Of course, Garands are typically 50-60 years old and many have fired thousands of rounds. Some have been rebuilt by qualified armorers, and some have not. If these parts are worn, they aren't going to work as designed.

However, IMO, you should replace or repair worn parts and get the rifle back into spec. CCI #34 primers are no guarantee of preventing a out-of-battery event if the firing pin tail is really badly worn.

So, I believe a better statement might be "Garands have a floating firing pin which may hit the primer as the bolt closes, depending on the rifle's condition. Harder primers provide an additional margin of safety against slam fires if the firing pin/bridge is out of spec."

But I'll acknowledge that this is a bit wordy... :)

SlamFire1
November 30, 2008, 07:54 AM
You would also need to be careful of the primers with some commercial ammo. Garands have a floating firing pin which will hit the primer as the bolt closes. Soft primers can slam fire.

Sensitive primers are the primary mechanism of slamfires. The Garand has a long and particulary heavy firing pin. While the receiver bridge is supposed to prevent slamfires, enough slamfires occur, and have occured with military ammunition, it is obvious that the receiver bridge does not work as advertised.

The majority of slamfires reported by highpower shooters in their Garands, were with Federal primers. The most sensitive primer on the market.

All one has to do is look at how many mechanisms use spring retarded firing pins to understand that the designers were trying to reduce firing pin impact on the primer.

The FAL, the AR10, the Russian SKS's are examples. Note all the slamfire problems with Chinese SKS's which do not have springs to hold the firing pin.

And then, Galils:

20 Feb 2008 Shotgun News,
Article “ Micro Galil, The Ultimate Krinkov”
Author Peter Kokalis
Page 12

“Most Kalashnikovs have inertia firing pins, without an associated spring. The initial lot of Galils brought into this country by Magnum Research INC. also had no firing pin springs. The Micro Galils that I examined in El Salvador were not equipped with spring-loaded firing pins either.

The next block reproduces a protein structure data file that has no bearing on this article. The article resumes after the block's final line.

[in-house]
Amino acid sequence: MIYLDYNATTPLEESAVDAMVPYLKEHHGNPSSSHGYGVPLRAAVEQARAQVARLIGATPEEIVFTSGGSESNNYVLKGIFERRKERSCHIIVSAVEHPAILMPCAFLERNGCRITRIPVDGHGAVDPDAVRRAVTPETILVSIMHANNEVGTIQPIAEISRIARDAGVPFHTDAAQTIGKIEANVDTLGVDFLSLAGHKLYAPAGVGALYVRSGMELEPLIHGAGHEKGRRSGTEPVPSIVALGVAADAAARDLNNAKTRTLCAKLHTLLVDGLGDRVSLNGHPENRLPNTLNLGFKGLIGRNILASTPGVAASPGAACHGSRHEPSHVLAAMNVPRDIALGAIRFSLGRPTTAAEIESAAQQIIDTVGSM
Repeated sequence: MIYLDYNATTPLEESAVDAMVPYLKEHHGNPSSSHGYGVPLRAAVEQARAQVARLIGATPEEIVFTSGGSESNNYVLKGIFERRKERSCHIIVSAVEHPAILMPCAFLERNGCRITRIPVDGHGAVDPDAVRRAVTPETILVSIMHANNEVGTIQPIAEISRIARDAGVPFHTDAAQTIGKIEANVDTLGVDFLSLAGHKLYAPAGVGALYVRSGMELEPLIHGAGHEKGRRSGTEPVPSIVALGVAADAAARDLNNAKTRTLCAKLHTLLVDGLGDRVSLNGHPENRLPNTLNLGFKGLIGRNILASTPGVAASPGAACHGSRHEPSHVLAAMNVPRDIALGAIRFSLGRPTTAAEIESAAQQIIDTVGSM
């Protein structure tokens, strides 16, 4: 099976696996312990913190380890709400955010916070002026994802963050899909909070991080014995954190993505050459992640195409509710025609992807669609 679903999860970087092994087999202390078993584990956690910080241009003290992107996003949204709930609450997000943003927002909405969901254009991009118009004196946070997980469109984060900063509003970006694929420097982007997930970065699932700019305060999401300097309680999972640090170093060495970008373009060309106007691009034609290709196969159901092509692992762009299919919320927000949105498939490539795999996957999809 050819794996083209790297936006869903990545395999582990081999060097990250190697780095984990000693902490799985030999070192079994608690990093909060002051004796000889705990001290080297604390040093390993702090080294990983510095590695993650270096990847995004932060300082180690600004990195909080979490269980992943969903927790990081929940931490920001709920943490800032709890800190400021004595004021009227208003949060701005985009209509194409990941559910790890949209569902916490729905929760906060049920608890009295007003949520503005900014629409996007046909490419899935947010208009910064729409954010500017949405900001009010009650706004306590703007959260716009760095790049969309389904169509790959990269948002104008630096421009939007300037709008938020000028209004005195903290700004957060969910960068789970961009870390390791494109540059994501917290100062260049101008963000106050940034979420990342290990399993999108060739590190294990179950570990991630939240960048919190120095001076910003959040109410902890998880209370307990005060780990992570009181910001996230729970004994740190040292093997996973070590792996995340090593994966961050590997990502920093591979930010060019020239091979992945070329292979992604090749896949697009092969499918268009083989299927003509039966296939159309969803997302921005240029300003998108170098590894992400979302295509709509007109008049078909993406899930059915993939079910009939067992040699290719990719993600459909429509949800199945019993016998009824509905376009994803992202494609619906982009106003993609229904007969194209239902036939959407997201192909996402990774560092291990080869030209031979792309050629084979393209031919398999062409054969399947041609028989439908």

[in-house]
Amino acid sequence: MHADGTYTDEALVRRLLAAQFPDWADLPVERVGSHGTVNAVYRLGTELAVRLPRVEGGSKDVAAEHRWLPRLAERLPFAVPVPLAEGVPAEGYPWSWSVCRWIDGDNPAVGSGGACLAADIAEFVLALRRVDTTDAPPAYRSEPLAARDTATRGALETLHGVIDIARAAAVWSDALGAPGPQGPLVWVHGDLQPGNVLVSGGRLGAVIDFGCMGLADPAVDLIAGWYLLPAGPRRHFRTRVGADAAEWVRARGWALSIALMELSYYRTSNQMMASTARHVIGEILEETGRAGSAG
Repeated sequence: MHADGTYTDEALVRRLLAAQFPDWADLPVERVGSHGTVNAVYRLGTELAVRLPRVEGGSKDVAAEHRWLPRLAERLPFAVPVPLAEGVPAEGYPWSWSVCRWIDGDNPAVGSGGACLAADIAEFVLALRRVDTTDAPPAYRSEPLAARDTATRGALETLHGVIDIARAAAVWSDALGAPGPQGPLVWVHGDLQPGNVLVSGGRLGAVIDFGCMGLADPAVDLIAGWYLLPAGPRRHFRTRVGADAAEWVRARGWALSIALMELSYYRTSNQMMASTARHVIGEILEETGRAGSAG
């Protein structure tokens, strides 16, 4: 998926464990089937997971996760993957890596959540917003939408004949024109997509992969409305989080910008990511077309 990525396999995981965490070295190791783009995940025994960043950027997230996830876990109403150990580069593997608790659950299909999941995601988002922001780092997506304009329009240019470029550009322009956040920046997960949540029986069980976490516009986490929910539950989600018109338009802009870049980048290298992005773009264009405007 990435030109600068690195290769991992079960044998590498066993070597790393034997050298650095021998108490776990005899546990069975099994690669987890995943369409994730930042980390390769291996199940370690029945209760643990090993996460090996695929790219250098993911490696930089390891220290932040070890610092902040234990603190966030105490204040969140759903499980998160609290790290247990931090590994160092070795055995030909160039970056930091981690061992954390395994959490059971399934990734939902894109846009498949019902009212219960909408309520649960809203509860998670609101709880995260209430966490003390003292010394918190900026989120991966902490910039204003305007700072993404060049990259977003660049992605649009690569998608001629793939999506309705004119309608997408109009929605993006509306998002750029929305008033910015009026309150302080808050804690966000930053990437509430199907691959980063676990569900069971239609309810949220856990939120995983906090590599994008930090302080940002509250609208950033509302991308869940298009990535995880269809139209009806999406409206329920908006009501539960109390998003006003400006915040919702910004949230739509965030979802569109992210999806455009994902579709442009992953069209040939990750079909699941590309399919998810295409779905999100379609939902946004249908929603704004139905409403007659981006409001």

Military small arms ammunition primers usually have relatively hard cups, which are not easily touched off. American commercial cal .223 Rem ammunition, including Winchester ammunition often features fairly soft primer cups. In 1983, Winchester ammunition in particular caused several slam-fires and all Galils offered for sale in the United States were quickly retrofitted with strong firing pin strings. “

Back in the July 1961, and later in the dope bag, the NRA "debunked" criticisms of the Garand firing mechanisms. The NRA had particularly close relations with the military back then, and tended to accept the military assurances that nothing was wrong with the rifle; problems were all due to those stupid civilians and their sloppy reloading practices. So, as good sock puppets, the NRA technical group types parroted the explanations they were given.

These explanations were wrong, but they get reprinted all the time in NRA publications. And repeated.

MachIVshooter
November 30, 2008, 10:13 AM
The FAL, the AR10, the Russian SKS's are examples. Note all the slamfire problems with Chinese SKS's which do not have springs to hold the firing pin.

Armalite AR-10's have a firing pin spring. Can't comment on the DPMS rifles, though.

Harve Curry
November 30, 2008, 10:47 AM
About the pressure curve and loads for the M1 Garand;
Is the pressure at the gas port supposed to be about 18,000 PSI ?
The op rod in Garands is light weight with a slight curve to it, if the pressures to high then it can bend it to where it rubs on the inside wood of the hand guard.